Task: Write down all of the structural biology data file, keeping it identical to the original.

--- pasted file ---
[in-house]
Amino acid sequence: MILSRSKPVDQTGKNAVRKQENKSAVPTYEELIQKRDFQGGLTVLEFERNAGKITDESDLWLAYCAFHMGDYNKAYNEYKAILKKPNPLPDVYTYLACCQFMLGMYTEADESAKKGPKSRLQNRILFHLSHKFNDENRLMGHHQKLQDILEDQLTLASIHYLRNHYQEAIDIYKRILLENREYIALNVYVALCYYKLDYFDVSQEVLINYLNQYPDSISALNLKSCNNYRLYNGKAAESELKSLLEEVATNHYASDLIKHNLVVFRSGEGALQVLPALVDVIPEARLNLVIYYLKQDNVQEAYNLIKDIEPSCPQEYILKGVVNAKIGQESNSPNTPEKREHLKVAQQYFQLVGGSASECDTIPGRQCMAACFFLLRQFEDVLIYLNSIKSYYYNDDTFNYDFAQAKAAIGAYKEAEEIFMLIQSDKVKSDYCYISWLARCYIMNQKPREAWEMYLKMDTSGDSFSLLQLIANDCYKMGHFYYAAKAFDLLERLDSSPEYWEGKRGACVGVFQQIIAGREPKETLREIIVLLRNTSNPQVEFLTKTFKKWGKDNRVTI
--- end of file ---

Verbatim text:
[in-house]
Amino acid sequence: MILSRSKPVDQTGKNAVRKQENKSAVPTYEELIQKRDFQGGLTVLEFERNAGKITDESDLWLAYCAFHMGDYNKAYNEYKAILKKPNPLPDVYTYLACCQFMLGMYTEADESAKKGPKSRLQNRILFHLSHKFNDENRLMGHHQKLQDILEDQLTLASIHYLRNHYQEAIDIYKRILLENREYIALNVYVALCYYKLDYFDVSQEVLINYLNQYPDSISALNLKSCNNYRLYNGKAAESELKSLLEEVATNHYASDLIKHNLVVFRSGEGALQVLPALVDVIPEARLNLVIYYLKQDNVQEAYNLIKDIEPSCPQEYILKGVVNAKIGQESNSPNTPEKREHLKVAQQYFQLVGGSASECDTIPGRQCMAACFFLLRQFEDVLIYLNSIKSYYYNDDTFNYDFAQAKAAIGAYKEAEEIFMLIQSDKVKSDYCYISWLARCYIMNQKPREAWEMYLKMDTSGDSFSLLQLIANDCYKMGHFYYAAKAFDLLERLDSSPEYWEGKRGACVGVFQQIIAGREPKETLREIIVLLRNTSNPQVEFLTKTFKKWGKDNRVTI